TODAY’S READING: LAMENTATIONS 3-5
Lamentations 5:7 says, “Our fathers sinned, and are no more; and we bear their iniquities.”
This verse says that the fathers sinned. But, the fathers are no more, they have died. However, without saying anything about the children sinning, the children bear the iniquities of the fathers’ sins.
The question of sin, parents, and children and who bears guilt and who suffers consequences is a significant question for many people. For some, this question has kept them from coming to God altogether.
Why is this question so difficult?
Because the Bible, even within the same book, seemingly gives different answers. For example, Deuteronomy seems to say two different things.
Deuteronomy 5:9-10 says, “For I the Lord your God am a jealous God, visiting the iniquity of the fathers on the children to the third and fourth generation of those who hate me, but showing steadfast love to thousands of those who love me and keep my commandments.”
Deuteronomy 24:16 says, “Fathers shall not be put to death because of their children, nor shall children be put to death because of their fathers. Each one shall be put to death for his own sin.”
Or, take a look at Jeremiah.
Jeremiah 32:18 says, “But you repay the guilt of fathers to their children after them, O great and mighty God, whose name is the Lord of hosts.”
Jeremiah 31:29-30 says, “In those days they shall no longer say: ‘The fathers have eaten sour grapes, and the children’s teeth are set on edge.’ But everyone shall die for his own iniquity. Each man who eats sour grapes, his teeth shall be set on edge.”
So, out of curiosity, I did a google search to see what others say about these contradictions. I read through all the articles on the first page of the search results.
Most of the articles said there is no contradiction in the Bible about the question of sin, parents, children. These articles cited the verses in Deuteronomy and pointed to the fact that in one case God was talking about the children suffering as a result of the parents’ iniquity or sin (Deuteronomy 5:9-10) while in the other case God was talking about each individual bearing the guilt, being put to death, for their own sin (Deuteronomy 24:16).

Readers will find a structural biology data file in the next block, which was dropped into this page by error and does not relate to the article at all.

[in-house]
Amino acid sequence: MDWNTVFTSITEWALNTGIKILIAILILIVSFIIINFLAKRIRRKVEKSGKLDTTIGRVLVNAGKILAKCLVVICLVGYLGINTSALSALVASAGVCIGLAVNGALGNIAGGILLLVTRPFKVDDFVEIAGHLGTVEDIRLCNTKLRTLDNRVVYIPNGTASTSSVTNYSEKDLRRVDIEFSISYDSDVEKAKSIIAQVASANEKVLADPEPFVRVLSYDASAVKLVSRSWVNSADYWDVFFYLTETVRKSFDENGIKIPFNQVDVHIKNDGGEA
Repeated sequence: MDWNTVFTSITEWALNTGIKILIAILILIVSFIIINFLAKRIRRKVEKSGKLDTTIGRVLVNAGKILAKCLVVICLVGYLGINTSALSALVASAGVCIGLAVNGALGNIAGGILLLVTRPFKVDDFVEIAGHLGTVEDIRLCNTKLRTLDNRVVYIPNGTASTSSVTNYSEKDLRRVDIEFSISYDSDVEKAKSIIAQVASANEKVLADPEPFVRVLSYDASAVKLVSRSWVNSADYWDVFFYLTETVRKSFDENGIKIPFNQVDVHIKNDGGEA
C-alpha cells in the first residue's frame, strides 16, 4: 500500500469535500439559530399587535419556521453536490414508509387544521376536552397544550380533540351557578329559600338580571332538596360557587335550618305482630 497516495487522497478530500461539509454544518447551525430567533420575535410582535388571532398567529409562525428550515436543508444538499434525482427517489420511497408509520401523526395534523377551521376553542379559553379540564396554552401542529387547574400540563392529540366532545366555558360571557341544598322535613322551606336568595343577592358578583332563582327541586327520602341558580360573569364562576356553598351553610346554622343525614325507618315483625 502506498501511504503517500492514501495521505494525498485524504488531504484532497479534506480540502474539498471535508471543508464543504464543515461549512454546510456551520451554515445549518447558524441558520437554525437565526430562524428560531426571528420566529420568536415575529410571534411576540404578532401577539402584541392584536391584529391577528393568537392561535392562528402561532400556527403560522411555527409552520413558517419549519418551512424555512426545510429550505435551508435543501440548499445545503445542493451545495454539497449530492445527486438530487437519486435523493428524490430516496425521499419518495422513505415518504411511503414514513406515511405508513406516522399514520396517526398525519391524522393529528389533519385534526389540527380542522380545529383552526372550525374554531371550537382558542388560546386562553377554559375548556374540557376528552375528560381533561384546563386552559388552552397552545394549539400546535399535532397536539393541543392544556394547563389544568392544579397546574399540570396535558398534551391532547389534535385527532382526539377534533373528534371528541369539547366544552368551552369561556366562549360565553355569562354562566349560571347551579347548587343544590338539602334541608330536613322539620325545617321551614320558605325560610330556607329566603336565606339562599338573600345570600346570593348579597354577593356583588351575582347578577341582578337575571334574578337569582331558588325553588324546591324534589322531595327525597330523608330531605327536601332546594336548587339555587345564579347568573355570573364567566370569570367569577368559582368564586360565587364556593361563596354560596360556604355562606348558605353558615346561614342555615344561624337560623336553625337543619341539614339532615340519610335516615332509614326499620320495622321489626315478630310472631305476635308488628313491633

That is what these verses are saying. So, there is some truth in this. Children do suffer from the bad decisions of their parents. But, not just children. All sorts of people suffer from the bad decisions we make. And, it is true that we each bear the guilt or responsibility of our own decisions.
However, this does not address the two passages in Jeremiah. Both of these passages are addressing the bearing the guilt, the consequence of death, of sin. One says God will repay the guilt of parents on children and the other says each person bears their own guilt. This is clearly a contradiction.
Further, these articles failed to adequately address the idea that God will visit the iniquity of parents on children or repay the guilt of parents on children. All of these articles took for granted that God causes the consequences of sin – illness, famine, war, destruction, and, most significantly, death – or makes children bear the guilt of sin.
Basically, these are articles are attempting to answer the wrong question. And, if you try to answer the wrong question, then you will get the wrong answer.
Why are these articles attempting to answer the wrong question?
They are trying to use the Old Testament to interpret the Old Testament. Jesus specifically says we should do not this. In John 5:39-40, Jesus says, “You search the Scriptures because you think that in them you have eternal life; and it is they they bear witness about me, yet you refuse to come to me that you may have life.” Search the scriptures. Interpret the Old Testament by the Old Testament all you want. But, Jesus says it won’t give you life. You have to go to him for that.
Interpreting the Old Testament with the Old Testament is like me trying to use a dirty mirror to tell if my face is dirty. Pretty tough to do.